Still, some priests and Catholics have been afraid to speak out or offer assistance, fearing that they will become the next targets. Many Filipinos, the majority of whom are Catholic, also support the drug war, believing that it will make their neighborhoods safer.
Leaders in the Catholic Church have been increasingly outspoken against the violent drug war, calling it a “reign of terror” in a recent pastoral letter that was read at all the Sunday Masses in the country on February 5. The letter, from the Catholic Bishops’ Conference of the Philippines, denounced the killings and offered prayers and solidarity to the families of those who have been killed.
Brother Jun Santiago, with the religious order the Redemptorists, has been resisting the drug war in another way. Most nights, when the most brutal attacks of the drug war take place, he is out on the streets with journalists, capturing the scenes on his camera.
“I’m trying to get out of the brutality,” he said in a recent interview with Quartz. “I want to capture the stench, the smell of the crime scene. The night is so powerful. The darkness is so powerful. Right now people are sleeping and they don’t know what’s happening.”
In December, his photos made headlines after they were blown up and displayed outside of the National Shrine of Our Mother of Perpetual Help in Manila, also known as the Baclaran Church, where Br. Jun’s apostolate is based.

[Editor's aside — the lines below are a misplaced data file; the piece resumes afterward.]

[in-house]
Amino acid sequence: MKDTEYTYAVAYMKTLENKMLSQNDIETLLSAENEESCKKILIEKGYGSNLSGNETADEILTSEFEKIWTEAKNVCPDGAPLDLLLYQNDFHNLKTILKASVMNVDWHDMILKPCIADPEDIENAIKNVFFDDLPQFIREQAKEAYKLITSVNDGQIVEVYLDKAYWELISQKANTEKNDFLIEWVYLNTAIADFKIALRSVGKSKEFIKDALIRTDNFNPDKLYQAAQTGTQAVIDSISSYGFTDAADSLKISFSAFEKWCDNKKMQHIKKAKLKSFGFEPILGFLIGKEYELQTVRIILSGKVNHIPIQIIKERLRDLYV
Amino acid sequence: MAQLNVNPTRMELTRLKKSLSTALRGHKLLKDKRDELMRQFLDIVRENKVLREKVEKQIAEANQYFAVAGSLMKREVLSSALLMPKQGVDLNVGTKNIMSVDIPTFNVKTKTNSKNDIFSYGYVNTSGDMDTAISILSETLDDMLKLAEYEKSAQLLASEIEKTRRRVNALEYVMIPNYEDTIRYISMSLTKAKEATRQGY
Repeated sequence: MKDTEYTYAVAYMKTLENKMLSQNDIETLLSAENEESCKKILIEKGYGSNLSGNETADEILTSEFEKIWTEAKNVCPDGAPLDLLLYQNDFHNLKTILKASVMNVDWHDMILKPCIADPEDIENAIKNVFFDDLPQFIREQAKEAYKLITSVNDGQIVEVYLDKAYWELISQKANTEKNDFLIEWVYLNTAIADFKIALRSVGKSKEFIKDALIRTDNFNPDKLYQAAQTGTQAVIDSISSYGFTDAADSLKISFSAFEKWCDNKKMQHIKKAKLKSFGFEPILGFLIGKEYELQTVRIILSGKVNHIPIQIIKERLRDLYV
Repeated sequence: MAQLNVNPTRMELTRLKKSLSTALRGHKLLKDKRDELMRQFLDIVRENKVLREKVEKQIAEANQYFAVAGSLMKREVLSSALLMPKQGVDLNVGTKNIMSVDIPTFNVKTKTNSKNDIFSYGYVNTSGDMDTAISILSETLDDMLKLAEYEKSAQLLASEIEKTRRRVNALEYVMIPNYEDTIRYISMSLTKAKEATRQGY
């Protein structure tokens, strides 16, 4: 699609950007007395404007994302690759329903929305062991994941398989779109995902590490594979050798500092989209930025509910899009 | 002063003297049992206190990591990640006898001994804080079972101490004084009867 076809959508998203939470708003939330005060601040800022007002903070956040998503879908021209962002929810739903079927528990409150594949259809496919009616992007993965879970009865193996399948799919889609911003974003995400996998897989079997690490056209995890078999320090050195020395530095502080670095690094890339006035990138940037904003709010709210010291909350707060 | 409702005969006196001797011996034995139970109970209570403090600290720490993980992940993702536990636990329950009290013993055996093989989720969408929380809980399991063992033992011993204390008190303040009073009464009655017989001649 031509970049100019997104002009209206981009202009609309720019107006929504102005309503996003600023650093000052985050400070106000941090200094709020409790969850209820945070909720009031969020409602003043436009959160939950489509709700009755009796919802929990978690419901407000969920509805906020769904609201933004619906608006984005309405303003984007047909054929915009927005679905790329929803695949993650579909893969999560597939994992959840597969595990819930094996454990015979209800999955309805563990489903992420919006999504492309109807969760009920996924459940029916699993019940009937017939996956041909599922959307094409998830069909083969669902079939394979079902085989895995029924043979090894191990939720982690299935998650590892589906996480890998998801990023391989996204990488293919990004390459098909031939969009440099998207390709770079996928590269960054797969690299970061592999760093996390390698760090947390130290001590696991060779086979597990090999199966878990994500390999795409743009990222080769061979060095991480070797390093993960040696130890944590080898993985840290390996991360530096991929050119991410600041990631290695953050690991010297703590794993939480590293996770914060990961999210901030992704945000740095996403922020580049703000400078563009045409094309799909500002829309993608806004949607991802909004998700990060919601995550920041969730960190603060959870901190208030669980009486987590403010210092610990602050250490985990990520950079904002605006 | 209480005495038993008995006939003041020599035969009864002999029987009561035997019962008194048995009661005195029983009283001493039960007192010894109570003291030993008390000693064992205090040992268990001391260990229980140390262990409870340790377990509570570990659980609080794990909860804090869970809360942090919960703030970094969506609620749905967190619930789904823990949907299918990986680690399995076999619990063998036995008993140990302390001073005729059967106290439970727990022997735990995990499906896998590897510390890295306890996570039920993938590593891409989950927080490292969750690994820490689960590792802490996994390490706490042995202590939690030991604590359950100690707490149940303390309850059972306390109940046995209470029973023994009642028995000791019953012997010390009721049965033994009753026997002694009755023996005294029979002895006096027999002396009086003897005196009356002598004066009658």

“It was a unique way of exposing reality,” Father Carlos Ronquillo, the rector of the Baclaran, told Quartz. “The power of images is something that I think can be harnessed if we as a church want to engage people to think deeply about what’s happening. Not only through words. Not only through preaching.”
Besides photography, the clergy and faithful of Baclaran Church also offer sanctuary and assistance to those whose lives are threatened by the drug wars. Through a program called the extra-judicial killing (EJK) response program, the church provides financial support, legal assistance, rehab programs and other aid to victims and families of the war on drugs. They also follow up with families of the victims photographed by Br. Jun.
“The concrete actions we are doing are really non-political,” Dennis Febre, who works for the program, told Quartz. “We respect [Duterte] as the president of the country, but at the same time the government needs to respect human rights.”
President Duterte and the Catholic leadership of the country have frequently clashed, with Duterte attacking the Church whenever they have spoken out against his leadership or his war on drugs.
In their recent pastoral letter, the Catholic bishops of the country called on the government to address the root causes of the drug problem, including poverty, family breakdown, and corruption. They said the government should address these problems through anti-poverty efforts to provide employment and living wages; family strengthening efforts; and reform in the country’s police forces, judicial systems and politics, rather than wholesale killings.
“To destroy one’s own life and the life of another, is a grave sin and does evil to society. The use of drugs is a sign that a person no longer values his own life, and endangers the lives of others. We must all work together to solve the drug problem and work for the rehabilitation of drug addicts,” they said.